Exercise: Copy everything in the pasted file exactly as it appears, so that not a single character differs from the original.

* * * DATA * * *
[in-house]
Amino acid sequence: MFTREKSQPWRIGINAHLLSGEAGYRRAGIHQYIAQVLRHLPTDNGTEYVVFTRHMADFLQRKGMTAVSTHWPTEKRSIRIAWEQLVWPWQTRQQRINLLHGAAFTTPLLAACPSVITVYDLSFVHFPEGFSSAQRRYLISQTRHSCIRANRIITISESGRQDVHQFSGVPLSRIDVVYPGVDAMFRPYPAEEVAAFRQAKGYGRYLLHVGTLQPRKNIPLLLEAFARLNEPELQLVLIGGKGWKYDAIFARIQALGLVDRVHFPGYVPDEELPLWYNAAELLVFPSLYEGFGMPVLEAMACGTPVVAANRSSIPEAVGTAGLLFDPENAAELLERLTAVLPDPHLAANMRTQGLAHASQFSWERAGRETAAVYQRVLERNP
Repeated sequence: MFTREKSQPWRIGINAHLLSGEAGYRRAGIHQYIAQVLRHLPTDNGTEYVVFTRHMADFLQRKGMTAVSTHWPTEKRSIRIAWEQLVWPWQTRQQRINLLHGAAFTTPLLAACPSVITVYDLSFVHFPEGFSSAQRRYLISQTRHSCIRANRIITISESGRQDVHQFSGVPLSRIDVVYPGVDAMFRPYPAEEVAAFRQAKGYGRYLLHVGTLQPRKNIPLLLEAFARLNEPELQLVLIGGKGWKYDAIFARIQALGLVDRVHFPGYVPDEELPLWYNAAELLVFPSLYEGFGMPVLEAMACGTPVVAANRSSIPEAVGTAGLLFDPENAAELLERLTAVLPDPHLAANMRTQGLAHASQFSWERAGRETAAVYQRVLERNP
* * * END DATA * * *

[in-house]
Amino acid sequence: MFTREKSQPWRIGINAHLLSGEAGYRRAGIHQYIAQVLRHLPTDNGTEYVVFTRHMADFLQRKGMTAVSTHWPTEKRSIRIAWEQLVWPWQTRQQRINLLHGAAFTTPLLAACPSVITVYDLSFVHFPEGFSSAQRRYLISQTRHSCIRANRIITISESGRQDVHQFSGVPLSRIDVVYPGVDAMFRPYPAEEVAAFRQAKGYGRYLLHVGTLQPRKNIPLLLEAFARLNEPELQLVLIGGKGWKYDAIFARIQALGLVDRVHFPGYVPDEELPLWYNAAELLVFPSLYEGFGMPVLEAMACGTPVVAANRSSIPEAVGTAGLLFDPENAAELLERLTAVLPDPHLAANMRTQGLAHASQFSWERAGRETAAVYQRVLERNP
Repeated sequence: MFTREKSQPWRIGINAHLLSGEAGYRRAGIHQYIAQVLRHLPTDNGTEYVVFTRHMADFLQRKGMTAVSTHWPTEKRSIRIAWEQLVWPWQTRQQRINLLHGAAFTTPLLAACPSVITVYDLSFVHFPEGFSSAQRRYLISQTRHSCIRANRIITISESGRQDVHQFSGVPLSRIDVVYPGVDAMFRPYPAEEVAAFRQAKGYGRYLLHVGTLQPRKNIPLLLEAFARLNEPELQLVLIGGKGWKYDAIFARIQALGLVDRVHFPGYVPDEELPLWYNAAELLVFPSLYEGFGMPVLEAMACGTPVVAANRSSIPEAVGTAGLLFDPENAAELLERLTAVLPDPHLAANMRTQGLAHASQFSWERAGRETAAVYQRVLERNP